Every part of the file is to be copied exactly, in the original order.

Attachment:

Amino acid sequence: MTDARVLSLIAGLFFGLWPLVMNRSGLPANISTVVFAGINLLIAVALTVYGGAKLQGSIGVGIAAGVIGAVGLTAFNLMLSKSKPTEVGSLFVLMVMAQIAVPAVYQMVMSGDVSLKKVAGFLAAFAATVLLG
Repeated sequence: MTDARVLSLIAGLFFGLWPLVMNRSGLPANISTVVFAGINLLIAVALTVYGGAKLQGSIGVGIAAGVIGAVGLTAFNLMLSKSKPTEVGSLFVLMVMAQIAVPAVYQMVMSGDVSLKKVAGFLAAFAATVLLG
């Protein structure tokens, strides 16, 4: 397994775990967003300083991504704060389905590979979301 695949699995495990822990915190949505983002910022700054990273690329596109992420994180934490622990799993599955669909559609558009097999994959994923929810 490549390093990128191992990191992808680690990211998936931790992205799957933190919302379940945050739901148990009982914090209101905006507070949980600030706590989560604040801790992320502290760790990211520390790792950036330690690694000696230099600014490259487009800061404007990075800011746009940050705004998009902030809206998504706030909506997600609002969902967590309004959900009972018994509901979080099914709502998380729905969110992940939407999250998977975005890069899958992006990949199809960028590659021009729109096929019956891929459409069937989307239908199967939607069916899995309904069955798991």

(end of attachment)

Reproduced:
Amino acid sequence: MTDARVLSLIAGLFFGLWPLVMNRSGLPANISTVVFAGINLLIAVALTVYGGAKLQGSIGVGIAAGVIGAVGLTAFNLMLSKSKPTEVGSLFVLMVMAQIAVPAVYQMVMSGDVSLKKVAGFLAAFAATVLLG
Repeated sequence: MTDARVLSLIAGLFFGLWPLVMNRSGLPANISTVVFAGINLLIAVALTVYGGAKLQGSIGVGIAAGVIGAVGLTAFNLMLSKSKPTEVGSLFVLMVMAQIAVPAVYQMVMSGDVSLKKVAGFLAAFAATVLLG
């Protein structure tokens, strides 16, 4: 397994775990967003300083991504704060389905590979979301 695949699995495990822990915190949505983002910022700054990273690329596109992420994180934490622990799993599955669909559609558009097999994959994923929810 490549390093990128191992990191992808680690990211998936931790992205799957933190919302379940945050739901148990009982914090209101905006507070949980600030706590989560604040801790992320502290760790990211520390790792950036330690690694000696230099600014490259487009800061404007990075800011746009940050705004998009902030809206998504706030909506997600609002969902967590309004959900009972018994509901979080099914709502998380729905969110992940939407999250998977975005890069899958992006990949199809960028590659021009729109096929019956891929459409069937989307239908199967939607069916899995309904069955798991």